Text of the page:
Basic Reed Adjusting Kit

You don’t have to spend a lot of money to get your students (or yourself) equipped to adjust reeds. This is not a post on how to adjust reeds, rather it’s a list of the specific things to collect so the adjustments can happen. The following is a list of the materials I recommend and Read More …

Bel Canto Reed Review

*UPDATED May 10, 2016: My updates are in BOLD These reeds come from the husband and wife team Frank and Kim Wangler. They are both accomplished bassoonists, and they both test the reeds before they are sent out. They offer two reed styles—the standard and the premium. Their website says the difference is that the Read More …

Andreas Eastman Bassoon Reed Review

Have you ever heard of Andreas Eastman bassoon reeds? I hadn’t until about a year ago when a student of mine showed up with three of them. She told me she had purchased them on Amazon. I did a little research on these Eastman reeds. They are not made by a person named Andreas Eastman. Read More …

RFReeds Bassoon Reed Review

Rae Feldcamp of RFReeds makes beautiful, customizable reeds. My reed came in a small box with batting to keep it safe. The reed itself has a few features that are unique. As you can see in the picture, the third wire is exposed. The portion of the reed that is wrapped is also shorter than Read More …

Charles Student Bassoon Reed Review

Charles Double Reeds offers many different bassoon reed options. This is a review of their student reed in medium strength. The reeds came in jewel cases/boxes. On the underside of the case is a label that reads “Soak in warm water not more than two minutes. Adjust opening by squeezing tip when wet.” The intended Read More …

Forrests Contrabassoon Reed Review

My goal with these reeds reviews is to describe the reeds I feature as thoroughly as possible so that you, a bassoonist with a different instrument, elevation, embouchure, etc., can decide if these reeds are right for you. I tested this Forrests Gold Label contrabassoon reed on January 25, 2016 in Rexburg, Idaho (elevation 4,865 ft). The Read More …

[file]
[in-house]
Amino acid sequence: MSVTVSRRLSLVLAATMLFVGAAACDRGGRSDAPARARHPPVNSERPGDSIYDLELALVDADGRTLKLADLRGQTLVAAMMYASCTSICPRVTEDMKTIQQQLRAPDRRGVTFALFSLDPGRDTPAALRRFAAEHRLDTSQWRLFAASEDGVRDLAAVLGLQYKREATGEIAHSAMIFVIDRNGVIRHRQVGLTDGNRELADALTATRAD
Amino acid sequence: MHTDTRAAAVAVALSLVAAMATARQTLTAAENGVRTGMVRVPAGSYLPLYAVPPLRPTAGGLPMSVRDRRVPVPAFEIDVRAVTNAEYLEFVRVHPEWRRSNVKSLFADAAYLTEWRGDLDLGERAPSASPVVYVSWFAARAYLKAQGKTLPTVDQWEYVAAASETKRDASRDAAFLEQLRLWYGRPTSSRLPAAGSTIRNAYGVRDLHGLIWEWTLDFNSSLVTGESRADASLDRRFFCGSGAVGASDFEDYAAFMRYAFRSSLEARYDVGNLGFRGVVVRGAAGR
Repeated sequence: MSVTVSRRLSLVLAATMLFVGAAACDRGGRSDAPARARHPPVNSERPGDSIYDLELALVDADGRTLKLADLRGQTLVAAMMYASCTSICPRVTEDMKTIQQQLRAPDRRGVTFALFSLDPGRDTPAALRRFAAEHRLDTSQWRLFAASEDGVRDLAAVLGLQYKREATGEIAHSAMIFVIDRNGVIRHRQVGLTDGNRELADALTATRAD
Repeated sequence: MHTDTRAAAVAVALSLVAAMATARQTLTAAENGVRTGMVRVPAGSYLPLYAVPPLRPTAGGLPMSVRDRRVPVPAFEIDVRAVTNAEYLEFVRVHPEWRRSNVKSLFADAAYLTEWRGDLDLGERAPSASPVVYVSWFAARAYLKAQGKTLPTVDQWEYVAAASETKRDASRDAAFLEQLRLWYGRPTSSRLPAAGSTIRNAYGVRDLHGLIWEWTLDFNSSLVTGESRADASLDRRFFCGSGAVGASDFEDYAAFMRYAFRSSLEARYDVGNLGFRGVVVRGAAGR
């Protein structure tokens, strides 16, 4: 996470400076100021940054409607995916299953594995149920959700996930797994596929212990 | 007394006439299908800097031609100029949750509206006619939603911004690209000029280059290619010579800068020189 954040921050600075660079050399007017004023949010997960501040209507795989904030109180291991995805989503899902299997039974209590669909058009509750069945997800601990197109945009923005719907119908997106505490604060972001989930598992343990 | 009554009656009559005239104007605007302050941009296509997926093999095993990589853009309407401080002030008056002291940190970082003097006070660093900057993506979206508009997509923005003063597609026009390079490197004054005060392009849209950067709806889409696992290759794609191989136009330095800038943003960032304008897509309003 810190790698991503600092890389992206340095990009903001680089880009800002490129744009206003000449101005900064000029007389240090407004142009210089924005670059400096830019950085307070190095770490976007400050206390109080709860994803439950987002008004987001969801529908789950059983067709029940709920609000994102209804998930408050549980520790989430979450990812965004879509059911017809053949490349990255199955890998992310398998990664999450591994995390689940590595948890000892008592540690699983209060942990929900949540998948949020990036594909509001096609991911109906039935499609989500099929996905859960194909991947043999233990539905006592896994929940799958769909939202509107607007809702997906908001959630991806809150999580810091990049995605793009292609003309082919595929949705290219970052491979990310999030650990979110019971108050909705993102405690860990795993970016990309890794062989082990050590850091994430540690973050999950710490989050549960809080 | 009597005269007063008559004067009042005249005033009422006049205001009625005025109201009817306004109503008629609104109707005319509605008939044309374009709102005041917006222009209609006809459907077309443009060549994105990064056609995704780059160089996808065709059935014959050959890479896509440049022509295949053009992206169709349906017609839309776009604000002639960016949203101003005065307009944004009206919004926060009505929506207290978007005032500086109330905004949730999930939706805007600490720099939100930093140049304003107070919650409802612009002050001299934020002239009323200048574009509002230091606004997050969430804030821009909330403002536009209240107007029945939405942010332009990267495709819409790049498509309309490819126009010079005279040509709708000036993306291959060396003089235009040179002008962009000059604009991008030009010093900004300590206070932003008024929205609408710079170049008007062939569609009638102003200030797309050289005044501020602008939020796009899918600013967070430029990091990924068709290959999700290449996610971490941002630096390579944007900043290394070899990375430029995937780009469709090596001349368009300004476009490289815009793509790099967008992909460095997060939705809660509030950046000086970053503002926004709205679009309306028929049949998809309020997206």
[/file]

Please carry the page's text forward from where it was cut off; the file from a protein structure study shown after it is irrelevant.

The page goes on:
GoBassoon Contrabassoon Reed Review

My goal with these reeds reviews is to describe the reeds I feature as thoroughly as possible so that you, a bassoonist with a different instrument, elevation, embouchure, etc., can decide if these reeds are right for you. I tested this reed on January 25, 2016 in Rexburg, Idaho (elevation 4,865 ft). The temperature inside was Read More …

GoBassoon Reed Review

When I received my package from GoBassoon in the mail, I was very impressed by the presentation of my new GoBassoon reeds. The graphic design and branding of these reeds is second to none. They came in this handy tin (that can also double as a terrific reed case once a few holes are drilled Read More …

Selling Reeds to Students

Would you benefit from selling your own hand-made reeds to your students? How much should you charge? Is it worth it? There have been times in my teaching career where it has been a wonderfully convenient thing–and then other times when it has caused me way more stress than I bargained for. Learn from my Read More …

Plastic Reeds

My first bassoon teacher used plastic reeds. They were thin and produced a weak sound, but I didn’t know any better. They were cheaper and easier to play on than cane reeds, so I played on them for a couple of years. Then I switched teachers. Whoa. I quickly learned that plastic reeds were the worst Read More …